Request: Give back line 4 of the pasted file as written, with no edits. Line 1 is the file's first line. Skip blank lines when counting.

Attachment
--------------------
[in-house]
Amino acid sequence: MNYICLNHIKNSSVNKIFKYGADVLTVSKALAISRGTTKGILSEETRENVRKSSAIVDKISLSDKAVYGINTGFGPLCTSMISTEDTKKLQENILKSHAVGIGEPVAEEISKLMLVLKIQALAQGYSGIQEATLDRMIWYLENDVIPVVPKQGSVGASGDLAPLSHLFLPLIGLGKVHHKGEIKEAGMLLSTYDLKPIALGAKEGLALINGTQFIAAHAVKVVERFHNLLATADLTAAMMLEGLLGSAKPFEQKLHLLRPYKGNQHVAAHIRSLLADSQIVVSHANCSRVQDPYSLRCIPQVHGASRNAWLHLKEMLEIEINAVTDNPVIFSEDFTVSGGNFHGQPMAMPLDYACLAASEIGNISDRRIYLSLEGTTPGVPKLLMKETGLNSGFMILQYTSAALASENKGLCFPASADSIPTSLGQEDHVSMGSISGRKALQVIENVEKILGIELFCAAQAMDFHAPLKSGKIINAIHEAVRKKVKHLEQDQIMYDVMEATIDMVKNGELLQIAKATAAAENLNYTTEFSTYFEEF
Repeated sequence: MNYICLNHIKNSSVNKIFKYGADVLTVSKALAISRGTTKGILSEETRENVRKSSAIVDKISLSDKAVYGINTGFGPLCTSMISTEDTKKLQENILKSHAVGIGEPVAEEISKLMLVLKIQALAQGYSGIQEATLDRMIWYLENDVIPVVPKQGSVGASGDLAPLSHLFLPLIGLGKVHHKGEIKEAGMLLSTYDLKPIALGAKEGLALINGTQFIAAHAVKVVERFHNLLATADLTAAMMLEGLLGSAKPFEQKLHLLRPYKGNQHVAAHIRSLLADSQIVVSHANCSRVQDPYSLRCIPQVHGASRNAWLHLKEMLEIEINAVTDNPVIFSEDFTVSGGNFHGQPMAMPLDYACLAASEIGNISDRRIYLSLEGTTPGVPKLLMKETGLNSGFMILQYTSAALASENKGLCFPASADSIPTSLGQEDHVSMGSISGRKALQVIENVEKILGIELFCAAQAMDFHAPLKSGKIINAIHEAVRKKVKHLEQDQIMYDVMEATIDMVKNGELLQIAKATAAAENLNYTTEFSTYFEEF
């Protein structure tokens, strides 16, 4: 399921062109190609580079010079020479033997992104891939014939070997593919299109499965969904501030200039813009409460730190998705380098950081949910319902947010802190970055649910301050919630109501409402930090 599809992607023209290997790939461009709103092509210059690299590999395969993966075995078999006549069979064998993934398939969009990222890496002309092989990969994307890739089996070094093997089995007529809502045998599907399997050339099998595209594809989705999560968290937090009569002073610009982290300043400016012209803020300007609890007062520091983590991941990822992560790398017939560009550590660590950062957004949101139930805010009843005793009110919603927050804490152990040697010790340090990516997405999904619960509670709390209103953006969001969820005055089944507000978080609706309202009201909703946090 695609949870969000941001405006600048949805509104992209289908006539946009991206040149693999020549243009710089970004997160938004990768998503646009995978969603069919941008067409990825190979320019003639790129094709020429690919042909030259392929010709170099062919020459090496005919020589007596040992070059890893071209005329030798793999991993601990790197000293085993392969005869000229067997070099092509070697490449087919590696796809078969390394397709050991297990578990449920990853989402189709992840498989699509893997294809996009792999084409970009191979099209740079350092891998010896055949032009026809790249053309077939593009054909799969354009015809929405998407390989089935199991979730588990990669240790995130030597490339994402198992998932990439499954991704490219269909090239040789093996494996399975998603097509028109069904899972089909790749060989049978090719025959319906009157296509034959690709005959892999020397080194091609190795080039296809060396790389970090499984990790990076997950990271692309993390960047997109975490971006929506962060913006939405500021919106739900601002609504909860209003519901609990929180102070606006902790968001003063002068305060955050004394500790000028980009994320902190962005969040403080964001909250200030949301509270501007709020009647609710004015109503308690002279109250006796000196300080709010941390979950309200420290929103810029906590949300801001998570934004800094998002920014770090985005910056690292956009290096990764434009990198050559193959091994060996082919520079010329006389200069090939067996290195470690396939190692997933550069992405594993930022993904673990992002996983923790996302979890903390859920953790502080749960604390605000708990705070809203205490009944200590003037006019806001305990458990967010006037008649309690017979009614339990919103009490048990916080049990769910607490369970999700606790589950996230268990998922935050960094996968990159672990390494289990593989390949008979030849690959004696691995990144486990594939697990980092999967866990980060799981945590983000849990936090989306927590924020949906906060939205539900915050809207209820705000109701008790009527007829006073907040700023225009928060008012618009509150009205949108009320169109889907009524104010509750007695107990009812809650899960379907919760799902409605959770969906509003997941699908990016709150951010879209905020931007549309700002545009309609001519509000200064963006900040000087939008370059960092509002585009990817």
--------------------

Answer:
């Protein structure tokens, strides 16, 4: 399921062109190609580079010079020479033997992104891939014939070997593919299109499965969904501030200039813009409460730190998705380098950081949910319902947010802190970055649910301050919630109501409402930090 599809992607023209290997790939461009709103092509210059690299590999395969993966075995078999006549069979064998993934398939969009990222890496002309092989990969994307890739089996070094093997089995007529809502045998599907399997050339099998595209594809989705999560968290937090009569002073610009982290300043400016012209803020300007609890007062520091983590991941990822992560790398017939560009550590660590950062957004949101139930805010009843005793009110919603927050804490152990040697010790340090990516997405999904619960509670709390209103953006969001969820005055089944507000978080609706309202009201909703946090 695609949870969000941001405006600048949805509104992209289908006539946009991206040149693999020549243009710089970004997160938004990768998503646009995978969603069919941008067409990825190979320019003639790129094709020429690919042909030259392929010709170099062919020459090496005919020589007596040992070059890893071209005329030798793999991993601990790197000293085993392969005869000229067997070099092509070697490449087919590696796809078969390394397709050991297990578990449920990853989402189709992840498989699509893997294809996009792999084409970009191979099209740079350092891998010896055949032009026809790249053309077939593009054909799969354009015809929405998407390989089935199991979730588990990669240790995130030597490339994402198992998932990439499954991704490219269909090239040789093996494996399975998603097509028109069904899972089909790749060989049978090719025959319906009157296509034959690709005959892999020397080194091609190795080039296809060396790389970090499984990790990076997950990271692309993390960047997109975490971006929506962060913006939405500021919106739900601002609504909860209003519901609990929180102070606006902790968001003063002068305060955050004394500790000028980009994320902190962005969040403080964001909250200030949301509270501007709020009647609710004015109503308690002279109250006796000196300080709010941390979950309200420290929103810029906590949300801001998570934004800094998002920014770090985005910056690292956009290096990764434009990198050559193959091994060996082919520079010329006389200069090939067996290195470690396939190692997933550069992405594993930022993904673990992002996983923790996302979890903390859920953790502080749960604390605000708990705070809203205490009944200590003037006019806001305990458990967010006037008649309690017979009614339990919103009490048990916080049990769910607490369970999700606790589950996230268990998922935050960094996968990159672990390494289990593989390949008979030849690959004696691995990144486990594939697990980092999967866990980060799981945590983000849990936090989306927590924020949906906060939205539900915050809207209820705000109701008790009527007829006073907040700023225009928060008012618009509150009205949108009320169109889907009524104010509750007695107990009812809650899960379907919760799902409605959770969906509003997941699908990016709150951010879209905020931007549309700002545009309609001519509000200064963006900040000087939008370059960092509002585009990817």